Safer in a high-rise?

Whether they were on the eighth floor or the 58th, many urbanites were terrified to be trapped inside high-rises during yesterday’s tremble.

But a modern high-rise may actually be safer than a smaller building, says Jerry Hajjar, chair of the engineering department at Northeastern University.

“High-rises are built to sway more on a regular basis due to wind,” said Hajjar. “Compared to an old two- or four-story masonry walk-up … those are much stiffer,” and more susceptible to damage from a quake, he said.

For example, a new 30-story building is designed to sway back and forth about 9 inches. It’s not uncommon for buildings taller than 50 stories to sway a few feet, he said. 

What to do if you’re in a high-rise

What to do if you’re in a high-rise and an earthquake hits?

“I would get under a desk so things don’t fall on you,” said Larry Brown, a Cornell University seismology professor. “Book cases, falling lamps, get away from those things.”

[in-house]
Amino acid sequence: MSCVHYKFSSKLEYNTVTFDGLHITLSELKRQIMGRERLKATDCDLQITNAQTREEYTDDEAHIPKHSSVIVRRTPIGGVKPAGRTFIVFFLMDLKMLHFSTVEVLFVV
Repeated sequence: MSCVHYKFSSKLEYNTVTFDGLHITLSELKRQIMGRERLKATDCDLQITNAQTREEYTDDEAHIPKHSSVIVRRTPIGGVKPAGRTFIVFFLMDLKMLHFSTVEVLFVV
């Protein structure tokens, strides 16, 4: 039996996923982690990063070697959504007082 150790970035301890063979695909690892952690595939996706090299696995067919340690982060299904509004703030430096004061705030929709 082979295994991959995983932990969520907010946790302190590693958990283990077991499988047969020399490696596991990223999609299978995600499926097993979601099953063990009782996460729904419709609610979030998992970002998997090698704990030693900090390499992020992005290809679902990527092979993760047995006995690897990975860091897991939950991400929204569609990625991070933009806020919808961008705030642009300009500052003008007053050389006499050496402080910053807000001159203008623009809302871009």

As far as fleeing the building itself, in a serious quake you likely won’t have time to get outside, said Brown, especially if you’re high up.

“You obviously don’t want to get in the elevator but it may not be a bad idea to go down the stairwell because stairwells are reinforced,” he said. “In an urban environment, you are actually safer inside than out because of falling glass.” 
 


News
Entertainment
Sports
Lifestyle
Local

Memorial held for Sean Collier, MIT police officer…

More than 1,600 people gathered at MIT on Friday for a memorial service for Sean Collier, the police officer shot to death a year ago in the aftermath of the…

National

Florida man charged with murdering son to play…

A Florida man annoyed that his 16-month-old crying son was preventing him from playing video games suffocated the toddler, police said on Friday.

International

Powerful 7.2 magnitude earthquake rattles Mexico

A powerful earthquake struck Mexico Friday, shaking buildings and sending people running into the street, although there were no reports of major damage.